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U.S. Relationship

U.S.-Rwanda Relations

The U.S. established diplomatic relations with Rwanda in 1962, following its independence from a Belgian-administered trusteeship. From 1990 to 1994, the country experienced civil war and genocide. The U.S. seeks to help Rwanda meet the needs of its population, including increased social cohesion in a peaceful, democratic, and inclusive Rwanda that provides good governance and an enabling environment for private sector-led growth. The U.S. supports Rwandan efforts to increase democratic participation, enhance respect for civil and political rights, build capacity of its peacekeeping forces, grow its economy, and improve the quality and outcomes of health care and basic education. Rwanda is one of the world’s poorest countries, but it has made progress in developing national and local government institutions, economic development, maintaining security, promoting reconciliation, achieving Millennium Development Goals, and strengthening the justice system.

U.S. Assistance to Rwanda

The U.S. assists Rwanda in providing basic health services for the populace; expanding economic opportunities in rural areas, particularly through a strengthened agricultural production and food security program; protecting and promoting the country’s unique biodiversity; strengthening democracy engagement between civil society and government; expanding access to electricity; and improving the foundational educational system and skills (literacy, numeracy, and workforce readiness) that prepare Rwandan youth for a modern service-based economy. These goals are carried out through various presidential initiatives such as Feed the Future; Power Africa; Trade Africa; and the Global Health Initiative, including the President’s Malaria Initiative and PEPFAR. U.S. assistance also supports Rwanda’s refugee response and promotes regional economic integration to spur business development, entrepreneurship, and increased employment opportunities.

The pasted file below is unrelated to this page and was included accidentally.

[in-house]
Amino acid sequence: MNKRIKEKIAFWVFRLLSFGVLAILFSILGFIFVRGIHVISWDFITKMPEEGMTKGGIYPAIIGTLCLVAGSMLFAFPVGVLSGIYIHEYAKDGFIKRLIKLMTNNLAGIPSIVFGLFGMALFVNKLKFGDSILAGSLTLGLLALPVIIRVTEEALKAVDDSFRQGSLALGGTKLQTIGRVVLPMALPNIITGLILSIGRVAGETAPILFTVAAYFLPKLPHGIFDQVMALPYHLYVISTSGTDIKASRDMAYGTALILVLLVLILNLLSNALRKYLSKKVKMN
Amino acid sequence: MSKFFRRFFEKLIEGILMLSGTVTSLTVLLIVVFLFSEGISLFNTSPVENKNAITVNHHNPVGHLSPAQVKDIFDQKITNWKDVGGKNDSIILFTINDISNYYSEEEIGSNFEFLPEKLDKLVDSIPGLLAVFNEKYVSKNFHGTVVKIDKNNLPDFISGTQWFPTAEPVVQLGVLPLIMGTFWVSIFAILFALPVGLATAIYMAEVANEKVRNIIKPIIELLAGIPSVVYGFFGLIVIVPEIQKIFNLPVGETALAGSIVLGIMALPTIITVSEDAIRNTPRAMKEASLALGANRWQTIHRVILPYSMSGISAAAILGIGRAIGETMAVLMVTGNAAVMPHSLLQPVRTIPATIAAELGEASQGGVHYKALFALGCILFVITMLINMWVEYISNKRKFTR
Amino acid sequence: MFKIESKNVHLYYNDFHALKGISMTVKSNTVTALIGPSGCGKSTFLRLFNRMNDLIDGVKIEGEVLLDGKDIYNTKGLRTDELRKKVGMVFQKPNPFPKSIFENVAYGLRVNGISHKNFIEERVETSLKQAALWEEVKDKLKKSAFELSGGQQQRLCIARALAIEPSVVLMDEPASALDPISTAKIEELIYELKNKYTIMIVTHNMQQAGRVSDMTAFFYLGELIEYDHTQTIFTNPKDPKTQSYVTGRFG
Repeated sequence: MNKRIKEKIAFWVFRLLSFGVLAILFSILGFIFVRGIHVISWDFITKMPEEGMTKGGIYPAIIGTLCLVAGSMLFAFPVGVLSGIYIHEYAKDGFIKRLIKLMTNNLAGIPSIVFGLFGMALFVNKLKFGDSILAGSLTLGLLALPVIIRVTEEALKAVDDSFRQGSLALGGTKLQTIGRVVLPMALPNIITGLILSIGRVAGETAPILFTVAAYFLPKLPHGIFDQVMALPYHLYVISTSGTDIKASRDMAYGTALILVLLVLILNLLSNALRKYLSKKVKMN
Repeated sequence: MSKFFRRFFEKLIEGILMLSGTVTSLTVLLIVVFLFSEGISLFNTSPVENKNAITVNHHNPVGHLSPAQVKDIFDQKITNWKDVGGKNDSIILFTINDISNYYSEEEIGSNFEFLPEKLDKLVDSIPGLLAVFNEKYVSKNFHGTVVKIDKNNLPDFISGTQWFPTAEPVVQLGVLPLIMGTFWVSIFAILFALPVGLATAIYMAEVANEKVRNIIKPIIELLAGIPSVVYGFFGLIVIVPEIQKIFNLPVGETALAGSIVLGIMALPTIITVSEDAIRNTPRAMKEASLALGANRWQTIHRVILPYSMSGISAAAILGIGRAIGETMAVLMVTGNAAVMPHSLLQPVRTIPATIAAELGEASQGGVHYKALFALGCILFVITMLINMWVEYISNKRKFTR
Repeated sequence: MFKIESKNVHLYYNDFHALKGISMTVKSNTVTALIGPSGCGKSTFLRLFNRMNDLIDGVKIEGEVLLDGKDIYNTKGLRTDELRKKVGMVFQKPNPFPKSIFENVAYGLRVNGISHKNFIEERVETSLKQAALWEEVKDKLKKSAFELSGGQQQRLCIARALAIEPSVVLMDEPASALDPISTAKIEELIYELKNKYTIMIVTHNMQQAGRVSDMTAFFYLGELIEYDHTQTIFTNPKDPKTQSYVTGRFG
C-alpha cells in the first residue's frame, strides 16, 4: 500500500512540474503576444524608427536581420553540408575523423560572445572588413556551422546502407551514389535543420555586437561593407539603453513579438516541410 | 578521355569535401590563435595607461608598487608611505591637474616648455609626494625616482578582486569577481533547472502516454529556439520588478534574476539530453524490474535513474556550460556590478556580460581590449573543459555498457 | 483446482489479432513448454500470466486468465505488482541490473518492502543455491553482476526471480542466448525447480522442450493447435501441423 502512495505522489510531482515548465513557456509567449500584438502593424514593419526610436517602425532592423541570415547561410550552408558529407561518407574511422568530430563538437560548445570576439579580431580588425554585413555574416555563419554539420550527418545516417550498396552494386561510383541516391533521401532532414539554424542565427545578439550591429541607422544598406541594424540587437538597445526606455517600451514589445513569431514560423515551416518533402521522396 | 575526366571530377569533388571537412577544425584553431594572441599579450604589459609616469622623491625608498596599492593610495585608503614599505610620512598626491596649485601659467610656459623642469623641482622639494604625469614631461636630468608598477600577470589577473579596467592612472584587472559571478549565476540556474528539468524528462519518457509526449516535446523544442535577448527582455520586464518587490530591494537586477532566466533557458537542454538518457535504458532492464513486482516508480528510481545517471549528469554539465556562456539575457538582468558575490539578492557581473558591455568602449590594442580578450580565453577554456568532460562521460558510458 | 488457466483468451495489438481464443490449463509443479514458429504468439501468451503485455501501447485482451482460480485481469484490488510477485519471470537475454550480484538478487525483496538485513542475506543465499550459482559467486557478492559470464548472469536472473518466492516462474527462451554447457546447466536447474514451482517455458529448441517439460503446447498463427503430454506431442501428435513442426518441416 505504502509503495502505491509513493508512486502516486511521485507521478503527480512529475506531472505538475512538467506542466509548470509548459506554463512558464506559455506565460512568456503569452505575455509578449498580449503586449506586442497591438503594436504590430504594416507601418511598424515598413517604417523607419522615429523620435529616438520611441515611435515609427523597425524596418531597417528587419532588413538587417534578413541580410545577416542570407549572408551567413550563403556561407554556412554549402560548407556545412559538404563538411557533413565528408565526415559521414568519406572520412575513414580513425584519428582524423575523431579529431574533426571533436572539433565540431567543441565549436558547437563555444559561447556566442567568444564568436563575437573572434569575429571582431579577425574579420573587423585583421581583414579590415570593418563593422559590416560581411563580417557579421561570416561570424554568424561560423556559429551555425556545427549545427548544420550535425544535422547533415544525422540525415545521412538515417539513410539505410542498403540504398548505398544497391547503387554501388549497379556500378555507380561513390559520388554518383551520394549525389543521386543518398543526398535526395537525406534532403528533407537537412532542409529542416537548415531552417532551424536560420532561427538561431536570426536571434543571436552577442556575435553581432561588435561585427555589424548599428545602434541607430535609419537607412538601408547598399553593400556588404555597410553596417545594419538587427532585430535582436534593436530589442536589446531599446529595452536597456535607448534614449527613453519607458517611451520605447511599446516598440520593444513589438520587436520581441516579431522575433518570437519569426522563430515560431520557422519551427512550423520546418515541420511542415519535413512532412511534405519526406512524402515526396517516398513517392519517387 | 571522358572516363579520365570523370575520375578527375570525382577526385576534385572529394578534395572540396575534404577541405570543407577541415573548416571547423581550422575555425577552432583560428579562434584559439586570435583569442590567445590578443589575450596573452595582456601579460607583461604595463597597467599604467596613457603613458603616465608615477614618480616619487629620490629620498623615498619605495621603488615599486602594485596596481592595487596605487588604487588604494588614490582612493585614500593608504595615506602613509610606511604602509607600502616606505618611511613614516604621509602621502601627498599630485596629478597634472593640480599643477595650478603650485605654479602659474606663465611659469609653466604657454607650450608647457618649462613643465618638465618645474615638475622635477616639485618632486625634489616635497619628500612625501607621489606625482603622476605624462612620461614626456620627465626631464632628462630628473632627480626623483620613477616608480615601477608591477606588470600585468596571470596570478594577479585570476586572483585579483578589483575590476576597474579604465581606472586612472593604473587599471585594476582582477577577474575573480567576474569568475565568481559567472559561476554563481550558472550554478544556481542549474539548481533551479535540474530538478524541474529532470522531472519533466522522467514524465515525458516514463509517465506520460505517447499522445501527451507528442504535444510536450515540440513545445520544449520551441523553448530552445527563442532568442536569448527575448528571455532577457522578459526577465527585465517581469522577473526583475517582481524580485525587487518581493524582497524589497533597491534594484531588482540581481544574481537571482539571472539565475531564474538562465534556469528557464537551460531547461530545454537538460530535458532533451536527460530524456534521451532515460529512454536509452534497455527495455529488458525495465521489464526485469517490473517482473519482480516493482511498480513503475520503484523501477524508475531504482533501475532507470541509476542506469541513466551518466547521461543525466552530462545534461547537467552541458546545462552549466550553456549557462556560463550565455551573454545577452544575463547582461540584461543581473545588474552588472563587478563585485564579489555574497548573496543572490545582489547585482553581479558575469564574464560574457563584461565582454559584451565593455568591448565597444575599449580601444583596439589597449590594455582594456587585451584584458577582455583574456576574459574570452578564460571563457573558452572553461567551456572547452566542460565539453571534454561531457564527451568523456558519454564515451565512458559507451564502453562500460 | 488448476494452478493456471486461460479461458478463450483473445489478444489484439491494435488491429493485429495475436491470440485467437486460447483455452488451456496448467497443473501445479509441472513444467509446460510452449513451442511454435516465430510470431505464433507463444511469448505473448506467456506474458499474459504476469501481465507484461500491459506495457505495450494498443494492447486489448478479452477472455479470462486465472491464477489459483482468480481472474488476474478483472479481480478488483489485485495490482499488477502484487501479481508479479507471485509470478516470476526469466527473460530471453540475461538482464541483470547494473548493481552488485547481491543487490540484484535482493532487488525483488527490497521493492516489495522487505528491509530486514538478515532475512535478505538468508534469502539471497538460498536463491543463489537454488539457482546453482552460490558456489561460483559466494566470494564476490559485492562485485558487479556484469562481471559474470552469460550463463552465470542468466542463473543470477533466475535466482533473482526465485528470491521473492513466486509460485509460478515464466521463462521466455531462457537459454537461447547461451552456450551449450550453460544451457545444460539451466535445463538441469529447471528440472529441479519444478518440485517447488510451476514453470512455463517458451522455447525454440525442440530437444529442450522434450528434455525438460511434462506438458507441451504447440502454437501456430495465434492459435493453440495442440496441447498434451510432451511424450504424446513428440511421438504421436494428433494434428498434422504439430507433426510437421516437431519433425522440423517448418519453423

Bilateral Economic Relations

Rwanda is eligible for preferential trade benefits under the African Growth and Opportunity Act. The U.S. and Rwanda have a trade and investment framework agreement (signed in 2006) and a bilateral investment treaty (signed in 2011). The U.S. also has signed trade and investment framework agreements with the East African Community and with the Common Market for Eastern and Southern Africa. Rwanda is a member of both regional organizations. U.S. business interests in Rwanda are expanding, with private U.S. investment in tea, coffee, energy, mining, water treatment, banking, franchising, services, and manufacturing. U.S. exports to Rwanda include aircraft, pharmaceutical and scientific products, machinery, optical and medical instruments, construction equipment, and agricultural products. U.S. imports from Rwanda include coffee and other agricultural products, tantalum and tungsten ores, basketwork, handbags, and apparel.

U.S. Department of State

The Lessons of 1989: Freedom and Our Future